We need plan for tomorrow today. The Food Standards Agency’s Guy Poppy reports on the upcoming #OurFoodFuture event to do just that.
When was the last time you ate a chocolate bar and wondered where the ingredients came from? The odds are it was manufactured in a factory in the UK and bought in a supermarket down the road. But there’s a strong chance that the salt in that bar came from China, the palm oil from Southeast Asia, the whey from New Zealand, the sugar from the Caribbean, the cocoa from South America, the calcium sulphate from India and the milk and wheat from several EU countries.
Continue reading Engaging with our food future
What causes sudden increases in commodity costs, and can we stop them in the future? Theresa Meacham introduces a Global Food Security publication.
‘Banks making millions out of starving millions through food speculation’ was the headline in the Metro following the food price spikes back in 2012. Prior to this, the Telegraph was also asking ‘Should food be a protected commodity?’ following the 2007/08 price spike and 2010 price rises.
But how much can we blame bankers (or food commodity traders) for causing the food price spikes? And will there be more food price spikes in the future?
Continue reading An Insight on food price spikes
GFS Champion Tim Benton explains how engaging with people has shifted his views.
I am very privileged in the role of Global Food Security (GFS) Champion to meet many people and discuss the challenges raised by global demand for food outstripping supply. I have had such discussions with a large range of groups in different government departments: Health, Defra, DFID and the FCO in the UK as well as the Scottish and Welsh governments.
Continue reading Framing the big picture: going round in circles
In this video blog, Irish Minister for Agriculture, Food and Marine Simon Coveney makes a case for research from the Oxford Farming Conference.
“My name is Simon Coveney, I am the Irish Minister for Agriculture, Food and Marine and I am here at the Oxford Farming Conference today with a very clear message about the importance of the linkage between science and agriculture and the agri-food industry generally.
The reality is that we have an enormous challenge, but also an enormous opportunity for this sector over the next 10-50 years, because globally we have to find a way of producing significantly more food from the same, in fact less, natural resources as we see the availability of agricultural land shrink by about a percentage a year.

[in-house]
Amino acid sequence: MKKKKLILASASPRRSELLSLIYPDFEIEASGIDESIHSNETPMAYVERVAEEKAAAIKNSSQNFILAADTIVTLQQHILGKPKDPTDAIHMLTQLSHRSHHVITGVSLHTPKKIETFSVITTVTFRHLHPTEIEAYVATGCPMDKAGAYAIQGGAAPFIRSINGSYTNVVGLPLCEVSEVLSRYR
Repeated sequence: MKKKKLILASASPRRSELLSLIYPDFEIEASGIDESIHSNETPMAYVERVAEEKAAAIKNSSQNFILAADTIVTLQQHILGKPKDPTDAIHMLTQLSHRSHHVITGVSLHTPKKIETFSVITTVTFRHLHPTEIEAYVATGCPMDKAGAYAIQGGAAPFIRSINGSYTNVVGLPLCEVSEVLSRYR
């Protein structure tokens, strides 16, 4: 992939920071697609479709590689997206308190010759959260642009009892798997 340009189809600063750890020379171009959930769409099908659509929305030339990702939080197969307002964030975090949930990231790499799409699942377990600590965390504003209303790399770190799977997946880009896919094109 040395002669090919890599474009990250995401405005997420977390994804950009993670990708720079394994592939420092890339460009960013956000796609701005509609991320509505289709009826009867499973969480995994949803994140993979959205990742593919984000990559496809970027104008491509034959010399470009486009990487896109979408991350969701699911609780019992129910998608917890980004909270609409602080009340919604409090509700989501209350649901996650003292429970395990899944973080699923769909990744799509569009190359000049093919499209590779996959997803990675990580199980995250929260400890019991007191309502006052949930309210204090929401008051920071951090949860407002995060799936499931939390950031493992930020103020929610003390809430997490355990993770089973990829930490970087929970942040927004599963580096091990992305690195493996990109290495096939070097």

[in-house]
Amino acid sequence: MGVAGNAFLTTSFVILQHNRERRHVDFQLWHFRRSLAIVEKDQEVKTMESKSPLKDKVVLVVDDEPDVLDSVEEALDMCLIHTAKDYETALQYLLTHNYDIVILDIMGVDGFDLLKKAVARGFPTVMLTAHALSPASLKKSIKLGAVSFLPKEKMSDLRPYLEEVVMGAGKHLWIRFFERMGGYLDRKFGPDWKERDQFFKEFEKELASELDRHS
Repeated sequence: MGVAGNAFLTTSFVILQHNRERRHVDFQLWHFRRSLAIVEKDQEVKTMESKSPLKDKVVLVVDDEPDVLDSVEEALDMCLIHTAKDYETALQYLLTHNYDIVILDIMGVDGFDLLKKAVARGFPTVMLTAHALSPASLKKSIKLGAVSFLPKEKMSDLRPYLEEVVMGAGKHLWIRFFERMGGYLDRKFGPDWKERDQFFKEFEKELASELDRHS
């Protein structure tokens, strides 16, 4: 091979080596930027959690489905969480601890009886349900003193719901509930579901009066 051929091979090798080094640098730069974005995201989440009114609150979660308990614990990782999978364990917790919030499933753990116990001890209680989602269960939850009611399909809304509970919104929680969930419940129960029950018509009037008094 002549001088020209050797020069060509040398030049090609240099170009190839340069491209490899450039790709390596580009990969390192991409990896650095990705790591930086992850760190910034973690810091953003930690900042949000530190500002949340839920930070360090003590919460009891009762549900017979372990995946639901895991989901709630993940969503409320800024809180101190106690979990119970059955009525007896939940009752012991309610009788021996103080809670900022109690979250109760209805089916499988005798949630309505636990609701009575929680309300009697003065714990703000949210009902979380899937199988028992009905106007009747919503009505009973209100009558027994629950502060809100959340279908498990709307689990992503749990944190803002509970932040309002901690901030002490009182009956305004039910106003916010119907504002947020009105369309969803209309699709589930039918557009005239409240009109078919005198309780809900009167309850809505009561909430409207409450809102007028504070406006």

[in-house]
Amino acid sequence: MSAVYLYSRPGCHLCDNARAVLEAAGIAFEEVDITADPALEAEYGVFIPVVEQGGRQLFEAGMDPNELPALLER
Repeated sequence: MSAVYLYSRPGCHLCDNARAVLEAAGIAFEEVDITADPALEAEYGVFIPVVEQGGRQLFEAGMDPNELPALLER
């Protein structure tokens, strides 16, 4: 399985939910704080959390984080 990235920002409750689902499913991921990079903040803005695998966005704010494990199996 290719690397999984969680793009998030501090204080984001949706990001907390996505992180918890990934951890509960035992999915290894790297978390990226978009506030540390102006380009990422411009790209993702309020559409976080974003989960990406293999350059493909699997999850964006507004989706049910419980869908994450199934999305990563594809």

And at the same time we see the consumption demand for food dramatically increasing.
Big chains are an easy target, and rightly so in many instances. But food’s journey from supplier to consumer is more complex – and evolving – says Andrew Fearne.
Picture this: you are the supplier of a highly perishable and seasonable food commodity to a major supermarket. You are a significant player in your sector, say summer fruits, but the supplier of only one of 30,000 product lines for the supermarket.
Your supply programmes are generally agreed annually with your customer, the supermarket, with prices and promotions contingent upon availability and demand.
Continue reading Supermarket buyers – a breed apart or an endangered species?
Even in the UK, where we have shown little anxiety about our access to food supplies since the days of rationing in World War 2, food security is back on the agenda.
Climate change could, it seems, be the trigger that makes us overcome our squeamishness about genetically modified crops, according to debates in the popular press. The recent Royal Society report “Reaping the benefits: science and the sustainable intensification of global agriculture”, urges universities to work with funding bodies to reverse the decline in subjects relevant to the sustainable intensification of food crop production.
But is technology really going to provide everything that we need or are we simply hoping once again for a quick fix to an extremely complex problem?